Kim Thuy Life in Books Live
The book that made her a writer
"When I was 14 I read The Lover by Marguerite Duras and I fell in love with literature. My uncle—who’s only 7 years older than me—heard about this book. Vietnam had a very dark image in our minds when we left, and Duras looks at it from a very different point of view. We were dirt poor when my uncle and I went out to buy this book. It was $15, and we knew that $15 could feed the whole family in Vietnam for at least two weeks. So the guilt was horrible. But we went and bought it. When we got home, my uncle read every single sentence to me to explain why this book was so beautiful. And I learned it by heart from the first line to the last line. Then I started speaking like Duras! There I was in high school, surrounded by all these teenagers. Instead of saying, 'Why are you so bummed out?' I was like, 'But your face is devastated!'”
The book she’s kept for a single passage
"I found Miroslav Penkov’s East of the West in Bath, England, in the most beautiful bookstore in Bath, and possibly the world. I never bring any souvenirs back from trips, but always books. Each book will remind me of a place. I saw this part immediately and really loved it. It’s in a story about this old man by the bed of his very old, sick wife: 'I watch her face, her wrinkled skin, her crooked lips, and I can’t help but think that she’s pretty, still. A man ought to be able to undress his wife from all the years until she lies before him naked in youth again.' The rest of the book didn’t keep me going, so I didn’t read the rest of it, but that little bit was enough. That was just perfect."
Her personal bible
"I read The Tuner of Silences by Mia Couto again and again. The book is about a father who’s lost his wife and suffers from it so much that he takes his two sons and decides to live in the desert, far away from any other humans. He doesn’t allow his children to dream, because dreams never come true. The older brother has hidden a map and is dreaming of the day when he’ll leave. The little brother knows about it. And then when the father discovers the map, he tears it up. The little brother describes it being like rivers and mountains spilling out onto the floor. Every sentence is an image like that."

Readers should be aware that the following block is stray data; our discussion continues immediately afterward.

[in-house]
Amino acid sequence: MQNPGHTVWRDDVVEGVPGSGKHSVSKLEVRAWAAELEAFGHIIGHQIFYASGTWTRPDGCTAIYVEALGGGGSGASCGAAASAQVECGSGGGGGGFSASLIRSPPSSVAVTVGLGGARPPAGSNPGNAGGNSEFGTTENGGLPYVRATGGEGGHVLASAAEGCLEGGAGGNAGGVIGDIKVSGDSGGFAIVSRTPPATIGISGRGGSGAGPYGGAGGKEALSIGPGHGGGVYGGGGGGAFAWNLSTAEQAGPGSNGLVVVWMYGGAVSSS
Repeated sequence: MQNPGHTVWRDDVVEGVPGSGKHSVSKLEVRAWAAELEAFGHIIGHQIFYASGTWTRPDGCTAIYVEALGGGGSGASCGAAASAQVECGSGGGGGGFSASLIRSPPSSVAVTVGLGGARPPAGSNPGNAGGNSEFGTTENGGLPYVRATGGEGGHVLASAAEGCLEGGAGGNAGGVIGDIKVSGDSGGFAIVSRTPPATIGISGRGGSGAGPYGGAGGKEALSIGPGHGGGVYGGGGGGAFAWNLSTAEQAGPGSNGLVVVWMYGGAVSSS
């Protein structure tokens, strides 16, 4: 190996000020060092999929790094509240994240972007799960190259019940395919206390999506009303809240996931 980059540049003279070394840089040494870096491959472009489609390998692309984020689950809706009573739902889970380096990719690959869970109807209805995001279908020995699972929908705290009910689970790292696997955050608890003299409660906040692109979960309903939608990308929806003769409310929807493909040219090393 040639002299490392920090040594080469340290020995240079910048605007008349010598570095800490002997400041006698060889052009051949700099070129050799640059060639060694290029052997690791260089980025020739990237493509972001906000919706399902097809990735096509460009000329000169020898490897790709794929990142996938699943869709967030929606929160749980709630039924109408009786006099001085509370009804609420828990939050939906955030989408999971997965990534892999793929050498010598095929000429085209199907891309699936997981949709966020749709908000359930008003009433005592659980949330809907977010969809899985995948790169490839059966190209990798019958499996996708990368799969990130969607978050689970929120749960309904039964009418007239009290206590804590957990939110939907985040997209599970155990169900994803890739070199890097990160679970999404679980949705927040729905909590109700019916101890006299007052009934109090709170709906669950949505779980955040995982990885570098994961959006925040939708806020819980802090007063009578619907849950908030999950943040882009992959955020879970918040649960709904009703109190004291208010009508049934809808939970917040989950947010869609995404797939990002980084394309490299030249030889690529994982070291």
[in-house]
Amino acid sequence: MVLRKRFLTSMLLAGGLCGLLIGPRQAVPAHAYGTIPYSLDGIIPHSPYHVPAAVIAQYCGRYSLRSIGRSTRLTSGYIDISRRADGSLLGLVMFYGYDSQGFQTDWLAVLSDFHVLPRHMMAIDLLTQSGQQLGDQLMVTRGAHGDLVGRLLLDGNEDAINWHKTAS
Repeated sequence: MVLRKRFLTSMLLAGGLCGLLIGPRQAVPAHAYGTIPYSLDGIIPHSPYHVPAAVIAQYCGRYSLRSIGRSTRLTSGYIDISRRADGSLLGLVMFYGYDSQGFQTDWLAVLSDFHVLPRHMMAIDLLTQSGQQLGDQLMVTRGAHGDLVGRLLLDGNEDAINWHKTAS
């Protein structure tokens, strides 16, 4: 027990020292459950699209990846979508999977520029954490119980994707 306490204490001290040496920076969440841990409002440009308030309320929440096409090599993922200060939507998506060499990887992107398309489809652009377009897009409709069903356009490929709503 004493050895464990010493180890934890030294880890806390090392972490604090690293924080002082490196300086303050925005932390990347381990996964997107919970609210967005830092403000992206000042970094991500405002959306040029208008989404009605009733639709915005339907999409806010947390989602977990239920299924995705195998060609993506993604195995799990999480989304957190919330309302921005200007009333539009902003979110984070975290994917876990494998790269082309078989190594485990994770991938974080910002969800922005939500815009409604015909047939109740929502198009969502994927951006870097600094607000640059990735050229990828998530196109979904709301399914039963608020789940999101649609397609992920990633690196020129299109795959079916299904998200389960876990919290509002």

The book that gave birth to Ru
"I read Tim O’Brien’s book The Things They Carried in the 1990s. Again, it was my uncle who suggested I read it. Without that book, I wouldn’t have been able to write Ru. It’s about the Vietnam War but it’s written very differently from a typical war book. He describes the soldiers walking, and the comrade in front of you stepping on a mine. And as soon as the friend lifted up his foot, he would be blown into a million pieces. But there’s that split second before, where he’s pushed up by the pressure. And he would be flying for that very split second, and at that moment, he’s like an angel standing in mid-air.Tim O’Brien taught me to see and describe that moment of beauty. Which makes the atrocity even more powerful."
The books that helped her become a Quebecker
"When I moved to Quebec, I knew some French from my schooling in Vietnam, but very little of what I really needed. 'Le souris est sur la table. Le souris est sous la table.' What good is that? Who cares about a mouse? A neighbour gave us a box of books that contained a lot of Harlequins. It’s always the same story, and the same words keep coming back. I’m very happy that this is how I learned the language."
The book she bought just for the title
"I haven’t even read Anuradha Roy’s An Atlas of Impossible Longing. But what a title!"
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